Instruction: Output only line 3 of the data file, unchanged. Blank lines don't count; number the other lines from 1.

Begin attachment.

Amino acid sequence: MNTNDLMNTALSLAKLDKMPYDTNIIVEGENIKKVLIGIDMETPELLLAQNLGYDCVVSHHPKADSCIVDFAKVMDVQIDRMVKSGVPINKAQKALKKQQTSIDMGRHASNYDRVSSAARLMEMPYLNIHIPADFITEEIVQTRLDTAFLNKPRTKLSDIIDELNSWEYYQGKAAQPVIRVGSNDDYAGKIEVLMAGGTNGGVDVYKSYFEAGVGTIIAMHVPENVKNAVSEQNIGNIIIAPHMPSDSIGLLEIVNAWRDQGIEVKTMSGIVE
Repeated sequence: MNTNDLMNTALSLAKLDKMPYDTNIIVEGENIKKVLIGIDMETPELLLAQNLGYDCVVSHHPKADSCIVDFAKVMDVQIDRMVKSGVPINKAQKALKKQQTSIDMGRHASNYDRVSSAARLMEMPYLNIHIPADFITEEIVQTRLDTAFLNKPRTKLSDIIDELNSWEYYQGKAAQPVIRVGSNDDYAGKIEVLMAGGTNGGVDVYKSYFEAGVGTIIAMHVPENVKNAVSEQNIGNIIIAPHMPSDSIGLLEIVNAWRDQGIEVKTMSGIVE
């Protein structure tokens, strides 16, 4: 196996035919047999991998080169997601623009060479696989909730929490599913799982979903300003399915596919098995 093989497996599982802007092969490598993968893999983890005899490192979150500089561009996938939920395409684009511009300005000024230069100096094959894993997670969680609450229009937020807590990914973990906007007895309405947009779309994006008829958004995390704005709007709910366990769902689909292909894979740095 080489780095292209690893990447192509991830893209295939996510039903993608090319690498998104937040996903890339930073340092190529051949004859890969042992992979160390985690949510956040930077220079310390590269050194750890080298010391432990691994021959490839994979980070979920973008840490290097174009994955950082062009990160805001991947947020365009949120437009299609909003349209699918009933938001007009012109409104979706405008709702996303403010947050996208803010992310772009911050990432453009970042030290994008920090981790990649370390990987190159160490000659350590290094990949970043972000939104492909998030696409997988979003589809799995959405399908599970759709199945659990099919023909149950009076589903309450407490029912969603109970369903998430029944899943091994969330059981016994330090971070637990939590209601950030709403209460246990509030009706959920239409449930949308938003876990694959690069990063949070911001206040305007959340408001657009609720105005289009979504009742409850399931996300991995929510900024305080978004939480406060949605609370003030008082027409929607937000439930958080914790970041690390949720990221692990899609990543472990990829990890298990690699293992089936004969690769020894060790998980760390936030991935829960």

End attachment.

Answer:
């Protein structure tokens, strides 16, 4: 196996035919047999991998080169997601623009060479696989909730929490599913799982979903300003399915596919098995 093989497996599982802007092969490598993968893999983890005899490192979150500089561009996938939920395409684009511009300005000024230069100096094959894993997670969680609450229009937020807590990914973990906007007895309405947009779309994006008829958004995390704005709007709910366990769902689909292909894979740095 080489780095292209690893990447192509991830893209295939996510039903993608090319690498998104937040996903890339930073340092190529051949004859890969042992992979160390985690949510956040930077220079310390590269050194750890080298010391432990691994021959490839994979980070979920973008840490290097174009994955950082062009990160805001991947947020365009949120437009299609909003349209699918009933938001007009012109409104979706405008709702996303403010947050996208803010992310772009911050990432453009970042030290994008920090981790990649370390990987190159160490000659350590290094990949970043972000939104492909998030696409997988979003589809799995959405399908599970759709199945659990099919023909149950009076589903309450407490029912969603109970369903998430029944899943091994969330059981016994330090971070637990939590209601950030709403209460246990509030009706959920239409449930949308938003876990694959690069990063949070911001206040305007959340408001657009609720105005289009979504009742409850399931996300991995929510900024305080978004939480406060949605609370003030008082027409929607937000439930958080914790970041690390949720990221692990899609990543472990990829990890298990690699293992089936004969690769020894060790998980760390936030991935829960």